sectors are still being sought, as the fee increase will help keep some parks
open, but not all.

             “In
these dire economic times, we can no longer afford to keep our fees at their current
levels,” said State Parks Director Ruth Coleman. “The people of California understand that
by charging more, we will be able to keep more parks open and preserved for
these and future generations.”

 Beginning
Aug. 17, day-use parking fees will increase by $2 to $5, and camping fees will
increase by $10 – $21
a night.
Camping reservations made prior to that date will be honored at the lower price.

Annual
Passes will go back on sale immediately at the existing price of $125. In
future months, additional fee and pass increases are possible as State Parks assesses
how the partnership program stretches the reduced budget funding to help keep
parks open.

A list of specific parks where fee adjustments will
occur will be made available when they go into effect. In deciding which parks
will receive a fee increase, and by how much, park managers are evaluating attendance,
with higher fees charged where demand is greatest. In that way, the fee
increase will have the least effect on attendance, resulting in a revenue gain.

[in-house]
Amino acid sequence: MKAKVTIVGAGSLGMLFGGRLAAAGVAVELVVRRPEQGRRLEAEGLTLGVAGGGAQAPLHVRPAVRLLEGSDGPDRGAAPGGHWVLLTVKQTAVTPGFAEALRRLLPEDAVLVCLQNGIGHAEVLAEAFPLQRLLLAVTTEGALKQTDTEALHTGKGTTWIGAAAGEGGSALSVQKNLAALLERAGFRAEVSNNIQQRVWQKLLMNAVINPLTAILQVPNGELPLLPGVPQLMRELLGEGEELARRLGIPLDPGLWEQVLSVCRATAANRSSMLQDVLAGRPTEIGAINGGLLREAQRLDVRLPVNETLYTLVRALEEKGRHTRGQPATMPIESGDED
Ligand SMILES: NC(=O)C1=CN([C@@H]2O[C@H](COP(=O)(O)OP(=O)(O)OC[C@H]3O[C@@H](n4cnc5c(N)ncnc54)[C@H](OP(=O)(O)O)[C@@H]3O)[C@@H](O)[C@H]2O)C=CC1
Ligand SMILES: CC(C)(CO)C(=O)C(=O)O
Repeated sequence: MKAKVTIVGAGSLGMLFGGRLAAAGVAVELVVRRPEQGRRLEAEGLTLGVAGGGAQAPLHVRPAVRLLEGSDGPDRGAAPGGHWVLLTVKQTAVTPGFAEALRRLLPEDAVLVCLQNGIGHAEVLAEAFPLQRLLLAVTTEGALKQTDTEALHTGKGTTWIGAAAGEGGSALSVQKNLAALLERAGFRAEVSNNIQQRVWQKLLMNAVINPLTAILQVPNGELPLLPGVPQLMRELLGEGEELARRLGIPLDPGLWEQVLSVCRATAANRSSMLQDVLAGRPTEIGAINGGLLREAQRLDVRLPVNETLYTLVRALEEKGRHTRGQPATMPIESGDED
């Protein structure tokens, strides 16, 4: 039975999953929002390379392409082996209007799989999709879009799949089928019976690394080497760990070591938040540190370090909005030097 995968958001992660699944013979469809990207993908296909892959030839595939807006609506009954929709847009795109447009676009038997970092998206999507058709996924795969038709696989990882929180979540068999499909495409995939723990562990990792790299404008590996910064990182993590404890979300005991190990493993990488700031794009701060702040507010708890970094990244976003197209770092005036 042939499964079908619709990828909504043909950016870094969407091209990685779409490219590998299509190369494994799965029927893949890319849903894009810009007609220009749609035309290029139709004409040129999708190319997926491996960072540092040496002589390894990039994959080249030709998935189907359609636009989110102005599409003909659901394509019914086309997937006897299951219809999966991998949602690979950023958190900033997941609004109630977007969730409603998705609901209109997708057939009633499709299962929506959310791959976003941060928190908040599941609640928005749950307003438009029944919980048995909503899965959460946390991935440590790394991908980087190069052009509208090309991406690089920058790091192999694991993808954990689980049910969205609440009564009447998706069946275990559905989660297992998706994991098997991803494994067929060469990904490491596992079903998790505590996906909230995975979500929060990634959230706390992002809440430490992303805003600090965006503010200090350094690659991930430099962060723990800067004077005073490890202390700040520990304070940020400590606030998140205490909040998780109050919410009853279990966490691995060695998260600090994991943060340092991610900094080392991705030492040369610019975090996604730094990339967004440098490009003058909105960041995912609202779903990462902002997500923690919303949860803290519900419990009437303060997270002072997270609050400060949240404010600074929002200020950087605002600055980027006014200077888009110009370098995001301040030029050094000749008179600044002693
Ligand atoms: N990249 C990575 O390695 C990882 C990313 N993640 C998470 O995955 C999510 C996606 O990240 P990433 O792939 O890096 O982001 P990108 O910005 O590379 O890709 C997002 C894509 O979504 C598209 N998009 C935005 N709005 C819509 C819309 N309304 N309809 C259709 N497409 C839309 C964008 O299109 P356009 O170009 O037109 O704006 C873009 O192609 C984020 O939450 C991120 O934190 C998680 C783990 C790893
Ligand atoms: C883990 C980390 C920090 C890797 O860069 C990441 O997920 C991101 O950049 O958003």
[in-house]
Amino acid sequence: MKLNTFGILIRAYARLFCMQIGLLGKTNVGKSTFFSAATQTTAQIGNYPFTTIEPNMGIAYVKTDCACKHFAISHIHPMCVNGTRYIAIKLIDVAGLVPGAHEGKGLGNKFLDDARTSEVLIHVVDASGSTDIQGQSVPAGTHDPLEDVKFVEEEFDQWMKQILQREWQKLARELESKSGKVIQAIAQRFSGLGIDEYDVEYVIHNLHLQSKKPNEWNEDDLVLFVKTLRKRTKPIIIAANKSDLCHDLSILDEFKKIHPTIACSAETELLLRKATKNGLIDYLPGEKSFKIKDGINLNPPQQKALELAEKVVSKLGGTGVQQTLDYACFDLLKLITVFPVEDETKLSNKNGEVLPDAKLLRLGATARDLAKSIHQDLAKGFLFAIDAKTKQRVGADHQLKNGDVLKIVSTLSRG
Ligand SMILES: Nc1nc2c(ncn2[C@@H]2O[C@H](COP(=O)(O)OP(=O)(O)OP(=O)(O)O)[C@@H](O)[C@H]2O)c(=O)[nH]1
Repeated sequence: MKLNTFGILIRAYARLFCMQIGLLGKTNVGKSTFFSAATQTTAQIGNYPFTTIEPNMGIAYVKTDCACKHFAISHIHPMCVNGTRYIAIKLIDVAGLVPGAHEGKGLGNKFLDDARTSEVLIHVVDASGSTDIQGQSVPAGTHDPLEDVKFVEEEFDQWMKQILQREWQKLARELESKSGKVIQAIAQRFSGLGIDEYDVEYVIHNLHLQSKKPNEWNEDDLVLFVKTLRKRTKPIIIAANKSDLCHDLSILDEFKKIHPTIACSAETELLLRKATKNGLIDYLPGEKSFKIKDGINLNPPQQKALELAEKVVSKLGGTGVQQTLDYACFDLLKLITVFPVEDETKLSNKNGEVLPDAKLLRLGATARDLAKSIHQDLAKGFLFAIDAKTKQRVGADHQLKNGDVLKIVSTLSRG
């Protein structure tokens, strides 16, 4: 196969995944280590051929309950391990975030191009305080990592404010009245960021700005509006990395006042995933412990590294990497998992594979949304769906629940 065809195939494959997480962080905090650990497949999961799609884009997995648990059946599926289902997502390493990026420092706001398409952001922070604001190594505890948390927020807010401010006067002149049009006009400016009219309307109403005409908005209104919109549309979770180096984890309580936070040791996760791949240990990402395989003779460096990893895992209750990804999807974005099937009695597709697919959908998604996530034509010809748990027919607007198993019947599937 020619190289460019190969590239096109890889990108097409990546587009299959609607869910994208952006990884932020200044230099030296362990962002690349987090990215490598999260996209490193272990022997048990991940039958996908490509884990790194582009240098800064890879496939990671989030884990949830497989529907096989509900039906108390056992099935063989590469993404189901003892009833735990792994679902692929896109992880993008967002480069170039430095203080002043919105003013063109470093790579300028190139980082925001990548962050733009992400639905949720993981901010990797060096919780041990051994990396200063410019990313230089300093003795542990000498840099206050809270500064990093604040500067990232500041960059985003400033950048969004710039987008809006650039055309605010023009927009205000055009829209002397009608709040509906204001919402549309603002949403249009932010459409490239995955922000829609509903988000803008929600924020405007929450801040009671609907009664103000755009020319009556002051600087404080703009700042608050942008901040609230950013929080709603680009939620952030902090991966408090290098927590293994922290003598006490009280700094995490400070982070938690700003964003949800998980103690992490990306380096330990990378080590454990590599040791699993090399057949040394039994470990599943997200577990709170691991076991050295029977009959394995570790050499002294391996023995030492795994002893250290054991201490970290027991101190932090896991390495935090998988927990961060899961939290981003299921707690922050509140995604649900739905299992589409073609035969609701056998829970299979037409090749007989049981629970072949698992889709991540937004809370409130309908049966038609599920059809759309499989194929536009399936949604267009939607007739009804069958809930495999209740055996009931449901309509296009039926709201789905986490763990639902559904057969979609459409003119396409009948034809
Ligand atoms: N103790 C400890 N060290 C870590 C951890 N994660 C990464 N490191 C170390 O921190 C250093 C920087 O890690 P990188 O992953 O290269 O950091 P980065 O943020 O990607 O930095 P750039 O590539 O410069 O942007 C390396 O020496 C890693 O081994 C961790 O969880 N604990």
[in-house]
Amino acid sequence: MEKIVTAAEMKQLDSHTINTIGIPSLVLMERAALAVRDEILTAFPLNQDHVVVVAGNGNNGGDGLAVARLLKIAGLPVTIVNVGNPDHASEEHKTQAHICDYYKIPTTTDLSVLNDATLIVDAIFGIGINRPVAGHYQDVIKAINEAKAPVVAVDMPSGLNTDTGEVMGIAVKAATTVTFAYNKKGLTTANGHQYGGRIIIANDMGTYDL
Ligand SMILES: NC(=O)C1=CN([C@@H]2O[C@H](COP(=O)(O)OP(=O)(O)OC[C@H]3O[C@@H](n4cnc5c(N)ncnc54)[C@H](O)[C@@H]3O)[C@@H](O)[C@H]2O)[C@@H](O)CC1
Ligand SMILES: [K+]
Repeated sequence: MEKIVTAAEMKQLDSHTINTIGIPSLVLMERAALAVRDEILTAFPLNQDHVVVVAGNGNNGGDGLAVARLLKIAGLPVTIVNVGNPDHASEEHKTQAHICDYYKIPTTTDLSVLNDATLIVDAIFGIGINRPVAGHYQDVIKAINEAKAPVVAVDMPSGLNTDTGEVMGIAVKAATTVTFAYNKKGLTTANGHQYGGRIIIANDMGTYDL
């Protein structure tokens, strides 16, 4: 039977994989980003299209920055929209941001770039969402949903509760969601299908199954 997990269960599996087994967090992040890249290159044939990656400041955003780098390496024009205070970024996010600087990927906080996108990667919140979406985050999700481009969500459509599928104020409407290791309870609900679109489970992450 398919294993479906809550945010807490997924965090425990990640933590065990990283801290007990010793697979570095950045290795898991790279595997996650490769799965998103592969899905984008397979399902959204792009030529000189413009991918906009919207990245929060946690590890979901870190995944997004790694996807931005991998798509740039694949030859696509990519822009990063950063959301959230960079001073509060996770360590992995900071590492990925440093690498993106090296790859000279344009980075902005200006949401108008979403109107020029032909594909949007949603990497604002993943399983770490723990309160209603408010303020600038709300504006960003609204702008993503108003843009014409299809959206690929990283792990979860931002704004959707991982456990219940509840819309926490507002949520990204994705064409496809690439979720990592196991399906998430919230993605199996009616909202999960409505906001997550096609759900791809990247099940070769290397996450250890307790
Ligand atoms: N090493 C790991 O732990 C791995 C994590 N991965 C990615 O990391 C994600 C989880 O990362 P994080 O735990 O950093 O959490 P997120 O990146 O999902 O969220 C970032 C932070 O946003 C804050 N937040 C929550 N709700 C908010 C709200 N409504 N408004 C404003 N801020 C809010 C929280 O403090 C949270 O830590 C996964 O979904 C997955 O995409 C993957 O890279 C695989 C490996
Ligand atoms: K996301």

Managers will watch revenues closely, and may make adjustments to particular
fees throughout the year.

 It should be noted that these increases do not raise
park revenues to the level of self-sustainment for the system.  Doing that
would require steep increases that would price people out of their public park
system.  These increases are another tool in the efforts being taken by California
State Parks to keep more parks open during this time of budget cuts and
employee furloughs.   

The department continues to seek support from cities,
counties, corporations and nonprofit organizations who may want to sponsor or
operate particular parks to help keep them open. Further, park managers have
been reducing services and modifying their operations by closing portions of
parks and reducing operating hours.

            “We
have loyal visitors who truly love our parks,” added Coleman.  “We
will do our best to maximize the use of additional funds so that parks continue
to be available for public enjoyment.”

Balboa Parks offers lots of fun for families in San Diego